IRVING, Texas – The Cowboys have found a flurry of ways to flub productive drives through four weeks of the season, and they have nothing to do with the foot of kicker Dan Bailey.
Dallas sits at 16th in the league in total offense, yet only Jacksonville has fewer points per game. The Cowboys are putting themselves in position to score, but failing to get points on the board when they reach their opponent's territory.
The Cowboys tallied 24 points on the five drives they moved into Giants' territory in the opener. Since then, they've totaled 40 points in 19 trips past midfield in their last three games, including just 16 points in eight trips inside Tampa Bay territory and 17 points in seven trips when reaching Chicago territory Monday night.
"I think the biggest thing is we have to maximize the opportunities we have," said head coach Jason Garrett. "We moved the ball relatively well. We didn't convert some third downs when we got in the red zone. We did have the one turnover in the red zone. I thought there were some plays to be made out there."
Dallas reached the Chicago 47-yard line before punting on its first drive in the first quarter. The next time the Cowboys moved past midfield was in the second quarter, when they were again forced to punt at the 38-yard line after an incomplete pass on a deep ball to Dez Bryant.
Following Miles Austin's 10-yard touchdown reception, the Cowboys registered just 10 points on their next four trips inside Bears' territory, which included two interceptions inside the 30-yard line. The only touchdown came in garbage time on quarterback Kyle Orton's pass to Jason Witten.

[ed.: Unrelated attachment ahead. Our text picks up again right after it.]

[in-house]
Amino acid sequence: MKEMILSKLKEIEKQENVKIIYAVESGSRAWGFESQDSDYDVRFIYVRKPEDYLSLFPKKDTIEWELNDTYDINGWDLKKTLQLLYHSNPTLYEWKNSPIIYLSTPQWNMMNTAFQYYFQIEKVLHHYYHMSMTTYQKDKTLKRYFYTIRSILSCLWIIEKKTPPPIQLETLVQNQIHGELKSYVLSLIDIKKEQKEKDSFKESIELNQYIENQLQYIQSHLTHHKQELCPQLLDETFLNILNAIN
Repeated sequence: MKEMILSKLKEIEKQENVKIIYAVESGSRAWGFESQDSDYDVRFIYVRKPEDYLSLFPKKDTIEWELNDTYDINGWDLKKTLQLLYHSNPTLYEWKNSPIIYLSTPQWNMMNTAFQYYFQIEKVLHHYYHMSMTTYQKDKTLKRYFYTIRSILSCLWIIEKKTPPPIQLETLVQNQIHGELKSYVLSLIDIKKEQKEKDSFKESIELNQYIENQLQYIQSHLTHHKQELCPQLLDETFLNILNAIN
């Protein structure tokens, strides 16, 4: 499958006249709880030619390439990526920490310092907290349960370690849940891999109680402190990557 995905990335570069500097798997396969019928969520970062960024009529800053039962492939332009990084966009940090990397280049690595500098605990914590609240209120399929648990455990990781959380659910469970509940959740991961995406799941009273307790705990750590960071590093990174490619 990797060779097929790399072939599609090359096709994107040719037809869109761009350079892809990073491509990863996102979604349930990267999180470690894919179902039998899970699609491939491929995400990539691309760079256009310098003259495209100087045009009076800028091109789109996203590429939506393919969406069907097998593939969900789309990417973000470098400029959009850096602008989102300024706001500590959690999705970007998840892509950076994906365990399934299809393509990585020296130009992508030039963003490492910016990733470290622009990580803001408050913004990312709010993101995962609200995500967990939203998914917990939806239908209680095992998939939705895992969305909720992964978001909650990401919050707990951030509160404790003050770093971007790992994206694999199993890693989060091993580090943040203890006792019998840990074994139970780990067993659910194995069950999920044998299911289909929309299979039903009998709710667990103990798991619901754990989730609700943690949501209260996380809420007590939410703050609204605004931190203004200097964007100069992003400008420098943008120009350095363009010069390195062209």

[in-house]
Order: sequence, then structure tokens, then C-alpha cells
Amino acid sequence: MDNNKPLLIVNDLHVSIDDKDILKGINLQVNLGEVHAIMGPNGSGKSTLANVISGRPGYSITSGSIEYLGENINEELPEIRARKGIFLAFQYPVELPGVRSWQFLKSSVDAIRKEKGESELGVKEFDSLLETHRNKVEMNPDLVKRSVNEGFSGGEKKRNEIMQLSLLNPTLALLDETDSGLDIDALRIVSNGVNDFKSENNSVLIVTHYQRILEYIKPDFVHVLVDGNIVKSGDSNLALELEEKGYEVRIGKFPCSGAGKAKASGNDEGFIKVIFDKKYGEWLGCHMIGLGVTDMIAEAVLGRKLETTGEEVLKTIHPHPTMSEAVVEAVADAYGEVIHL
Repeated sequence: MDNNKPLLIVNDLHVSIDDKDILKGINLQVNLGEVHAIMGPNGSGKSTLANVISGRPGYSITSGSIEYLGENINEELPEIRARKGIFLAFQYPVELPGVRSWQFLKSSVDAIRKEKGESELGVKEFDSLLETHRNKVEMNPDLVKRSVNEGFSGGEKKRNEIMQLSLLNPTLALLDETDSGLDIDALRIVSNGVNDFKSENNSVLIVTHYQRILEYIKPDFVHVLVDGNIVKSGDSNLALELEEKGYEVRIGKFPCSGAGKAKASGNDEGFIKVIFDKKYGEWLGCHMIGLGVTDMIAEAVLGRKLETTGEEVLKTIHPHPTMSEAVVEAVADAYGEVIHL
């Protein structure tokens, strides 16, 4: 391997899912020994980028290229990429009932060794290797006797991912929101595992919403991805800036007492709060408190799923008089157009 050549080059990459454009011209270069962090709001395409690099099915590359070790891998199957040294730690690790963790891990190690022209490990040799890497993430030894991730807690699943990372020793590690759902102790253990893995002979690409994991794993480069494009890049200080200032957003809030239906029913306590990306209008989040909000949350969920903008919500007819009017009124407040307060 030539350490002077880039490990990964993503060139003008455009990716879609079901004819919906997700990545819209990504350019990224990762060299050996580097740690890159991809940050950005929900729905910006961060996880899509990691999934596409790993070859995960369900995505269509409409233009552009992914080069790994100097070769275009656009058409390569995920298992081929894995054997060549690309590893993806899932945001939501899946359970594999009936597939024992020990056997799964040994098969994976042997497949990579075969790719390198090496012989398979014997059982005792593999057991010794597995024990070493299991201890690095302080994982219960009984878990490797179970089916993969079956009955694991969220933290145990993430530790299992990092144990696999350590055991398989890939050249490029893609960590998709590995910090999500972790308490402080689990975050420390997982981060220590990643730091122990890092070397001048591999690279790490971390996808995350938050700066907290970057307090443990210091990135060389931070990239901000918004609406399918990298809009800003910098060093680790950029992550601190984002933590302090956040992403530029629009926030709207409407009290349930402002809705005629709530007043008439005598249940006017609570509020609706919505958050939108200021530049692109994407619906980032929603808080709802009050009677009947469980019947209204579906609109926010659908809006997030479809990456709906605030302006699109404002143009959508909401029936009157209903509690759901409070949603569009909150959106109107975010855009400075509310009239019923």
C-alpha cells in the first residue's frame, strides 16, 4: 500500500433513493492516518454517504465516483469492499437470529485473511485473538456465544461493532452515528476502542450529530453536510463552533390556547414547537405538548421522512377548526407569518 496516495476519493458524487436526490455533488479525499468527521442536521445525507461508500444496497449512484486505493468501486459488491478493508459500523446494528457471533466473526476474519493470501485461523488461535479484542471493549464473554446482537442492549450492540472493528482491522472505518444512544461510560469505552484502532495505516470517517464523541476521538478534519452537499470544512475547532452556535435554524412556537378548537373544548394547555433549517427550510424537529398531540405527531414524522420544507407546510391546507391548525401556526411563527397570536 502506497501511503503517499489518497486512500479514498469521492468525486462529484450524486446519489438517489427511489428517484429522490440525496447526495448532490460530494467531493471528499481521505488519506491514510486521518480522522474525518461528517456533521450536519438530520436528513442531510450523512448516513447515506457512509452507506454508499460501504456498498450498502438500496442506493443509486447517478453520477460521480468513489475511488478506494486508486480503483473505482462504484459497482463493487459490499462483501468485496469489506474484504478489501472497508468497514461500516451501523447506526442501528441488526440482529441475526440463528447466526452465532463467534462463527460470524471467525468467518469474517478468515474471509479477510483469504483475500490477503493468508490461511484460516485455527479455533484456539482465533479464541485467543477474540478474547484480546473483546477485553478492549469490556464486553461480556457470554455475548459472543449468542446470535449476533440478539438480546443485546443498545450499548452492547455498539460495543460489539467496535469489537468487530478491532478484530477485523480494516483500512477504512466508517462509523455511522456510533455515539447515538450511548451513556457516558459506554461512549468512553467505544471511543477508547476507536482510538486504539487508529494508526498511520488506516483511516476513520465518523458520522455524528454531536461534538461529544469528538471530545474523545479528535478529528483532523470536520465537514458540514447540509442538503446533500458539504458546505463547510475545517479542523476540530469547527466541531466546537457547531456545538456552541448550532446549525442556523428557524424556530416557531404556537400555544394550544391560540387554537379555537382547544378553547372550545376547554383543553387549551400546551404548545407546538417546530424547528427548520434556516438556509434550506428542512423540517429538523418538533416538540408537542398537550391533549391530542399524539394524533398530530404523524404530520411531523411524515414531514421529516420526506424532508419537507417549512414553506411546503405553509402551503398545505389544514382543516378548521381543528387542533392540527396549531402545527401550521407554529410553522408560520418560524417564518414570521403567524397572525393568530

From fumbles to interceptions to a failure to convert crucial third downs, the Cowboys haven't finished drives or allowed Bailey – who hasn't missed this season – to get on the field.
The turnovers are obviously an issue. The only team with a worse turnover margin than Dallas at minus-seven is Kansas City at a whopping minus-13. Many of the Cowboys' turnovers are occurring in opponents' territory, as they did last night when the Bears' defense scored just four fewer points than the Cowboys' offense.
Dallas scored on three of its 11 possessions Monday night, while committing turnovers on five and punting on the other three.
"When you get down in the scoring area, you have to maximize on those chances," Garrett said, "and a couple of times we did, and a couple of times we obviously didn't. There were some other big-play opportunities we didn't cash in on in the ball game. And that's just their formula for success on defense. It's worked for them for a long time. At times we did what we needed to do in the game, but at the critical moments we turned the ball over, and that's what they want you to do."
Another factor is the disappearance of big-play scores. The Cowboys beat the Giants with touchdown passes of 34 yards and 40 yards to Austin and Kevin Ogletree, respectively. Since then, Austin's 22-yard touchdown catch against the Seahawks is the only scoring play of more than 11 yards.
"We have to just keep figuring out a way to execute better," quarterback Tony Romo said. "They're simple things, sometimes. The No. 1 factor is taking care of the football. I know that and preach it to the guys. It's obviously frustrating."
It seems to be something different every week that's limiting possessions. One week offensive penalties alter the downs and distances. The next week the penalties are fixed and the running game is non-existent. Then the drops arrive and the turnovers are committed in bulk.
With only 10 or 11 drives per game, Garrett said the Cowboys must be able to finish when they approach the red zone.
"You're going to be able to drive the football, but at the critical moments, you have to make the third-down conversions, you have to great with the ball, and cash-in on the opportunities," Garrett said. "We were not able to do that in that game."